A single-cell view of microbial activity in the deep sea – February 22nd, 2018

Anne Dekas, Stanford University
Moss Landing Marine Labs Seminar Series - February 22nd, 2018

Hosted by the Biological Oceanography Lab

MLML Seminar Room, 4pm

Open to the public

Anne Dekas is an Assistant Professor at Stanford University in the Earth System Science Department studying the microbiology and biogeochemistry of the deep sea.  She is broadly interested in how microbial life affects the chemistry and climate of the planet, today and throughout time. Her research combines tools from molecular biology and isotope geochemistry to identify and quantify microbial metabolic capabilities, activity, and interactions, with a focus on understanding uncultured microorganisms in deep-sea water and sediment. Before joining the faculty at Stanford, she was a Lawrence Postdoctoral Fellow at Lawrence Livermore National Laboratory, where she investigated the carbon metabolic flexibility of pelagic marine archaea. She received a Ph.D. in Geobiology from the California Institute of Technology, where she studied nitrogen fixation, methane oxidation and sulfate reduction at deep-sea methane seeps. She received an A.B. in Earth and Planetary Sciences from Harvard University. Originally interested in space sciences, Dekas performed research at three NASA centers (Jet Propulsion Laboratory, Ames Research Center, and Goddard Space Flight Center ) before beginning her Ph.D., and she continues to be interested in the survival strategies of life in extreme environments.


A single-cell view of microbial activity in the deep sea

The deep sea is one of the largest habitats for microbial life on the planet: it covers nearly two thirds of our Earth’s surface and harbors approximately 70% of total marine microorganisms. The activity of microorganisms in the deep sea plays an essential role in biogeochemical cycling, including the production and consumption of greenhouse gases (e.g., CH4, CO2 and N2O), thereby affecting climate. Our knowledge of the diversity and activity of the microorganisms in the environment, including the deep sea, has expanded in recent years with the development of next generation sequencing (e.g., “-omics” methodologies). However, our understanding of trends in microbial activity as a function of phylotype and physicochemical parameters is still lacking, and particularly so in the deep ocean. Closing this gap in our knowledge will increase our understanding of greenhouse gas cycling in the marine environment, and will better equip us to predict the activity of microorganisms in a changing climate. To this end, my group is currently studying: (1) organic substrate utilization by pelagic marine Thaumarchaeota, (2) nitrogen fixation by anaerobic bacteria and archaea in marine sediments, and (3) methane oxidation by syntrophic archaea at methane seeps. In this presentation I will touch on each of these areas of exploration, as well as our recent methodological advances in the use of nanoscale secondary ion mass spectrometry (nanoSIMS) to quantify anabolic activity in uncultured microorganisms on the single-cell level.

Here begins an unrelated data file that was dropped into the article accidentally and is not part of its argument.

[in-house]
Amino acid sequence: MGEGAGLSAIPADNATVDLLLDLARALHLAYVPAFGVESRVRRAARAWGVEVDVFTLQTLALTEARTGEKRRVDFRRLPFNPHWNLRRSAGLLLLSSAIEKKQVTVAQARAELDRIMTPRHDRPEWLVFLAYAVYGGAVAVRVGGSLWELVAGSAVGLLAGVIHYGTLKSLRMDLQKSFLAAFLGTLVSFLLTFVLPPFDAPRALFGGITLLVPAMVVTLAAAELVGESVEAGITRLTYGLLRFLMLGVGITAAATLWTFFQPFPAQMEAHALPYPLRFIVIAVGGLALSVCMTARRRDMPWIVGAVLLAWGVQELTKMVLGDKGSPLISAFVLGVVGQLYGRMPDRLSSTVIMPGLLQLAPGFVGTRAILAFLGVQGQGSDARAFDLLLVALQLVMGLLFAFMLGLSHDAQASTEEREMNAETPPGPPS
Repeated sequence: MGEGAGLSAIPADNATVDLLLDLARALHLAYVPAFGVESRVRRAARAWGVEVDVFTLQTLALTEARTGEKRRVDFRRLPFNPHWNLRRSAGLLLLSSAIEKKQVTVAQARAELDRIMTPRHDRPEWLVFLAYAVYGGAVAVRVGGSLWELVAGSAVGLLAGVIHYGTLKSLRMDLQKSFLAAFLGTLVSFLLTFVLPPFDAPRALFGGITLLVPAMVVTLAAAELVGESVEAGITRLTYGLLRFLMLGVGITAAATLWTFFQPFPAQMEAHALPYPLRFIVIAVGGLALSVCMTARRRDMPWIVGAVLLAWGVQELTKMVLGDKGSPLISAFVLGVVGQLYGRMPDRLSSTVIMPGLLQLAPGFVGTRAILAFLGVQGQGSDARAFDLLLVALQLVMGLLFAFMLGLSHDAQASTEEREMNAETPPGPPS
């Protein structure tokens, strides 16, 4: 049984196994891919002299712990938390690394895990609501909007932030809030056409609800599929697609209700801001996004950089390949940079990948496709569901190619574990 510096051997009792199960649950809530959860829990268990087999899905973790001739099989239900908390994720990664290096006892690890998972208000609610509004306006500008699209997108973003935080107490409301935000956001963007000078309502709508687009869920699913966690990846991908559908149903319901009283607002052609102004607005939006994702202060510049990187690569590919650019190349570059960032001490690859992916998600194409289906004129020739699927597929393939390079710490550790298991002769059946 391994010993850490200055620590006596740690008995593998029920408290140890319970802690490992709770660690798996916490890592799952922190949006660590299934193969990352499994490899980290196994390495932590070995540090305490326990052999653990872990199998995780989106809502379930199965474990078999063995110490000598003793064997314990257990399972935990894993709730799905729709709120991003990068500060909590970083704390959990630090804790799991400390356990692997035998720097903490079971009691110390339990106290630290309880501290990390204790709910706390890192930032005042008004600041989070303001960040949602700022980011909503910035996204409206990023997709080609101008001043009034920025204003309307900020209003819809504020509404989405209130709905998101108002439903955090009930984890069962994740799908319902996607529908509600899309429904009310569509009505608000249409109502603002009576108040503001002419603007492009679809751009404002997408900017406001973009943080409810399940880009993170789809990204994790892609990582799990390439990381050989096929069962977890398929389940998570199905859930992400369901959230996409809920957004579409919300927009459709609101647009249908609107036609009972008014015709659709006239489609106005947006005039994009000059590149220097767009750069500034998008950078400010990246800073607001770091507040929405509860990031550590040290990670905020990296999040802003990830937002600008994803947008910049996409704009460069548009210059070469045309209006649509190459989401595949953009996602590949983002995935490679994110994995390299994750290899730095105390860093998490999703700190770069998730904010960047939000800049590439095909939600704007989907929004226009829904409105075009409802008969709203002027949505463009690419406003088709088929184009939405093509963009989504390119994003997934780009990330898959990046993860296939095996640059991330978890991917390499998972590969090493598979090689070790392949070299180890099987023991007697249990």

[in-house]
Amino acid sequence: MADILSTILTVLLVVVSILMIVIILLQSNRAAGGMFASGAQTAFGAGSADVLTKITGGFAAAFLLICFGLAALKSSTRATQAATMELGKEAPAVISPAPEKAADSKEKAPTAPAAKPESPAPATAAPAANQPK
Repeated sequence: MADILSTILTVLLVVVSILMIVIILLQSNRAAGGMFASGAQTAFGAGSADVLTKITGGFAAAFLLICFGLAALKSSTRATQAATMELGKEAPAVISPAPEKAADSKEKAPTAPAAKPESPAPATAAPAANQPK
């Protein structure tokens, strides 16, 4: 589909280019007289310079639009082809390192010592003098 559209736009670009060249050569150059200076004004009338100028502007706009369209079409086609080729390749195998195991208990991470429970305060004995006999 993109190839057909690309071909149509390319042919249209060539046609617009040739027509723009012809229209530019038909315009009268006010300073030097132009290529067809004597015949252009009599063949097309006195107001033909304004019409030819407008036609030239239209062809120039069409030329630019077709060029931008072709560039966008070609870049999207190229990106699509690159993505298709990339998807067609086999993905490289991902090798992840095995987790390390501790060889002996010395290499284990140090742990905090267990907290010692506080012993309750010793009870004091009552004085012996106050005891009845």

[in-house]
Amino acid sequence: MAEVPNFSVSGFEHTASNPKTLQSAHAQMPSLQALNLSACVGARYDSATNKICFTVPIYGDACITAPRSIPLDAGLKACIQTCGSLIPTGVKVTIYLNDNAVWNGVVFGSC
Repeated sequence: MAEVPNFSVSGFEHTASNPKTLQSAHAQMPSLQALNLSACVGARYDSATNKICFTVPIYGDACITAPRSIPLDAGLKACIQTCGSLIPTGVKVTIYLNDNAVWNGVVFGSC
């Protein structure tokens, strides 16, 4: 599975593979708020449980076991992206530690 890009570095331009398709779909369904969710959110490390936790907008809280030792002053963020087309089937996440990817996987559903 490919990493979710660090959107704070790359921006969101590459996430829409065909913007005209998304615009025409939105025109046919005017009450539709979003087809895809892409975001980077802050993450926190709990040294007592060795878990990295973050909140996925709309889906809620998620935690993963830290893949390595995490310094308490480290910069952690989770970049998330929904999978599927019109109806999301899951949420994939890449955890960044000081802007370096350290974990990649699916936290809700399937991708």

Watch Dr. Dekas’ MLML seminar presentation below:

Public Engagement using the Marine Sciences – March 1st, 2018

Russell Arnott, University of Bath (UK)
Moss Landing Marine Labs Seminar Series - March 1st, 2018

Hosted by the Invertebrate Zoology and Molecular Ecology

MLML Seminar Room, 4pm

Open to the public

Having studied Oceanography at University of Southampton, Russell worked as a commercial oceanographer before becoming a high school Physics teacher. With a passion for public engagement, Russell left teaching to pursue science outreach as Education Consultant and Presenter for Incredible Oceans. Russell frequently performs at events across Europe including the Cheltenham Science Festival, Elderflower Fields Festival, Wilderness Festival, and Brighton Science Festival.

Russell joined the University of Bath in September 2016 to study phytoplankton morphology and its influence on turbulent interactions. As well as field data, the project involves empirical data gathering via mesocosm experiments leading to the production of 3D-printed scale models of phytoplankton cells.  You can follow him on twitter here.